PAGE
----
The Utah Jazz have a lot to learn
May 7, 2012; Salt Lake City, UT, USA; Utah Jazz shooting guard Gordon Hayward (20) walks off the court after game four of the Western Conference quarterfinals of the 2012 NBA Playoffs against the San Antonio Spurs at EnergySolutions Arena. The Spurs defeated the Jazz 87-81 to sweep Utah and win the series. Mandatory Credit: Russ Isabella-US PRESSWIRE
Although the Jazz were swept by the Spurs, Gordon Hayward is still looking forward to next year.
I mean no disrespect to the Utah Jazz but now, officially, the playoffs will begin. The Jazz are a fine team that certainly has a lot of pieces that potentially can become a cohesive unit. They aren’t quite there yet.
After the Spurs disposed of the Jazz for the final time this season, they shouldn’t hang their heads. They were playing, in my opinion at least, the most complete basketball team in the NBA. The Spurs always make the extra pass, the extra cut, the extra screen. They always make the defense pay for missed defensive rotations. For this reason alone, the Spurs don’t waste any possessions.
Maybe Utah will reach that level, the pinnacle of basketball. A synonymous unit that knows each other like the back of their hands.
As of now, however, Utah is simply a basketball team that has one decisive advantage and a flurry of flaws that will prevent them from reaching the next level unless they address these flaws directly. Whether they improve through the draft — their 2012 top seven protected first-round pick might help — free agency or through a trade will be up the front office.
Devin Harris is a quick point guard that can beat many players in a foot race. The problem is that many point guards fit the same mold and, without one discernible skill, Harris is mostly indistinguishable from his peers. Harris has improved his 3-point stroke this year; his 36.2 percentage from behind the arc is a career high.
May 7, 2012; Salt Lake City, UT, USA; Utah Jazz forward Derrick Favors (15) looks to pass while defended by San Antonio Spurs center Tiago Splitter (22) during the first half of game four in the Western Conference quarterfinals of the 2012 NBA Playoffs at EnergySolutions Arena. Mandatory Credit: Russ Isabella-US PRESSWIRE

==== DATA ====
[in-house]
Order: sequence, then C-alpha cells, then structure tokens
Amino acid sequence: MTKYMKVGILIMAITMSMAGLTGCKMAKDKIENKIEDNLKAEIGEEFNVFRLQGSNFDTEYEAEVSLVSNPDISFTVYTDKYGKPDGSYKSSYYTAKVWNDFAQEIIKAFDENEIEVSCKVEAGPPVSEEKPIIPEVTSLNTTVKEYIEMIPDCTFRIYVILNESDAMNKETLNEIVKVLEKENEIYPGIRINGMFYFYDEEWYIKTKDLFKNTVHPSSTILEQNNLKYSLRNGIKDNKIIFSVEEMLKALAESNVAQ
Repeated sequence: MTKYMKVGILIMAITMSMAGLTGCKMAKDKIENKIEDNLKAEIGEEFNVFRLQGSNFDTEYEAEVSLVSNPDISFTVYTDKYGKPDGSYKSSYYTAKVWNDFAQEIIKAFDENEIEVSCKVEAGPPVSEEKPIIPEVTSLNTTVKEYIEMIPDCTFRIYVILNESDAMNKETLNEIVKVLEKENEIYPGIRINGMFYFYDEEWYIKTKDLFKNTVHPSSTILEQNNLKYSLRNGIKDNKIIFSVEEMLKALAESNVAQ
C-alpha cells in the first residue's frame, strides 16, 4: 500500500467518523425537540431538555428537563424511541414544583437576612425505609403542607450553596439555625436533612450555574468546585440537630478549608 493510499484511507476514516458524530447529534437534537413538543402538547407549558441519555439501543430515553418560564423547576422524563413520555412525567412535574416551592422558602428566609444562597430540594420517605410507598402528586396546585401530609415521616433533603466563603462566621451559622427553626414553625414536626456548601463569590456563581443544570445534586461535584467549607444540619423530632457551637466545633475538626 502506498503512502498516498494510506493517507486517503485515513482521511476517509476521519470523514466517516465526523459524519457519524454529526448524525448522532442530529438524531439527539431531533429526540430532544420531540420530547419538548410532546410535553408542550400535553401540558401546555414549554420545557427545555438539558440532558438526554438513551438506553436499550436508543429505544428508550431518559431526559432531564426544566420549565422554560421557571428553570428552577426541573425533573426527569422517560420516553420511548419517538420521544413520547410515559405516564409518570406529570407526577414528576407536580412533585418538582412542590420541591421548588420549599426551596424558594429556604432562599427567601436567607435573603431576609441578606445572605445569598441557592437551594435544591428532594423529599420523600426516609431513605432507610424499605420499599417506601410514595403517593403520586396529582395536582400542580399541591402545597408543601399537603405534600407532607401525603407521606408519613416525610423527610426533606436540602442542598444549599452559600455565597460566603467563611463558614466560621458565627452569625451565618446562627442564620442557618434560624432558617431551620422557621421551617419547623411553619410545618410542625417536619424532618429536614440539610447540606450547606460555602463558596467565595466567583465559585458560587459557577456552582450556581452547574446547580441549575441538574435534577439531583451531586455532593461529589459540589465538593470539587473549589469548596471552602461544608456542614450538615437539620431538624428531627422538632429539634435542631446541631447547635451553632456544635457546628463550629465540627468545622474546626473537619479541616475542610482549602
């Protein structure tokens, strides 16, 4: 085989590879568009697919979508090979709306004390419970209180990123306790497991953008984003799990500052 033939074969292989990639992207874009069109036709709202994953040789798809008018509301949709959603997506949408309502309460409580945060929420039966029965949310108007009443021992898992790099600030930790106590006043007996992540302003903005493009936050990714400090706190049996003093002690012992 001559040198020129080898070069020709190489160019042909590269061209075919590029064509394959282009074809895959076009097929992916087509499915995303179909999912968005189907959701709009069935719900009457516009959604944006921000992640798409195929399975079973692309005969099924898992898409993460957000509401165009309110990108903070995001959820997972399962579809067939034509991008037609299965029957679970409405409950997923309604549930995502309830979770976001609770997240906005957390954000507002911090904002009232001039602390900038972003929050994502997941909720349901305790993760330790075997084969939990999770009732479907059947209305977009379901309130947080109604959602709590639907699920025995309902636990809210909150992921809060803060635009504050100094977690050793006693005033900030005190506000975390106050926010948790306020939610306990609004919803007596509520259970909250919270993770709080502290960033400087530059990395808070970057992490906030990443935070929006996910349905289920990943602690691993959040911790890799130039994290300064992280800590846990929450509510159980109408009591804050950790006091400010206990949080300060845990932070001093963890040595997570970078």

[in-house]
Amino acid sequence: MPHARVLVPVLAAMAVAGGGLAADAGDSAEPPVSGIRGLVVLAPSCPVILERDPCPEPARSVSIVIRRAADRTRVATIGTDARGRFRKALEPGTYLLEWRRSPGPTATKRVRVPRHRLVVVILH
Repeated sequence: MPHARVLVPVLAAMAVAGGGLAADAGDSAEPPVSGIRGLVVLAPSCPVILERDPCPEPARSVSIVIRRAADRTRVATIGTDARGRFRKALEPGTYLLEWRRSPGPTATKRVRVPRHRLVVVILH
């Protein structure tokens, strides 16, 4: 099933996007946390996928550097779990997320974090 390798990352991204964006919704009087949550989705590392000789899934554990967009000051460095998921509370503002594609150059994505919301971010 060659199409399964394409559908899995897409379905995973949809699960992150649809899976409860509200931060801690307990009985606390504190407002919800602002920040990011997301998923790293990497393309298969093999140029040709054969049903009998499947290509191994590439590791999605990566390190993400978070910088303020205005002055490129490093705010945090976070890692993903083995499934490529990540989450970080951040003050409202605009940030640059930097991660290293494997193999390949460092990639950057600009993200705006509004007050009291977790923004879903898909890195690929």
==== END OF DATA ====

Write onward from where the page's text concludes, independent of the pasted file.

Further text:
Derrick Favors will be an important cog to the Jazz rotation next year.
Derrick Favors, a 6’10” physical specimen, made an impact in his first career playoff start. Favors was active on the defensive glass and his close out ability impeded the path of the Spurs guards. Favors was credited with two blocks although it felt like much more. As a result, for the first time all series, Utah scored more points in the paint than San Antonio.
Al Jefferson is a talented low post scorer. He’s a little slow on pick-and-rolls, thus our incentive to run him into pick-and-rolls all series. His block totals overvalue his defensive aptitude, surely. Even so, he is 27-years-old and he seems to have a future with the Jazz barring any unforeseen trades in the near future.
Selected with the 47th overall pick in the 2006 draft, Paul Millsap has enjoyed a precipitous rise from his rookie year. In the final game of the series, Millsap grabbed 19 rebounds and blocked three shots. Millsap was pressed into playing the 3 last night and he did so admirably.
I have a soft spot for Gordon Hayward. He’s a smart kid that nearly ripped out the hearts of Duke University when his fateful shot clanked off the back iron in the National Championship game. But, as it turns out, he’s also a pretty good professional. Hayward was mostly non existent after attempting, and converting, on 12 free throws in Game 1. He wasn’t able to slash into the paint with any regularity, leaving him largely ineffective for the remainder of the series.
This core is one that is a little rough around the edges. But with some fine tuning, this rotation is one that can withstand the rigorous Western Conference.
A test like the one they experienced this week is one that some teams need in their development. Their failure leaves them with a sting that will resonate until next year, until they will be ready to learn from their four consecutive defeats at the hands of the superior Spurs.
But, until they translate this learning experience into tangible results, the Utah Jazz will be relegated to facing the No. 1 or No. 2 seed in the playoffs. And, if this series is any indication, the Jazz surely don’t want that, do they?
Game notesUtah missed all of their 13 3-point attempts … It is their third time this season where they didn’t convert on a 3-pointer … Paul Millsap grabbed 19 boards, marking a season-high … Millsap’s 19 rebounds is the second highest total recorded by a Jazz player this year … Millsap also finished with 10 points on 4-of-17 shooting … Derrick Favors, inserted into the starting lineup in lieu of Josh Howard, recorded a double-double (16 points, 10 rebounds) and he attempted 12 free throws … Devin Harris led the team with a +15 … The Jazz’ bench accounted for 10 points or about 12.3 percent … The Spurs’ bench accounted for 57 points or 65.5 percent of their total points … Manu Ginobili led the team with 17 points on 6-of-11 shooting … Tiago Splitter (10 points, two rebounds) led the team with a +21 … Boris Diaw was held scoreless for 20:42 … Tim Duncan scored 11 points, increasing his streak to 14 consecutive games with 10-plus points …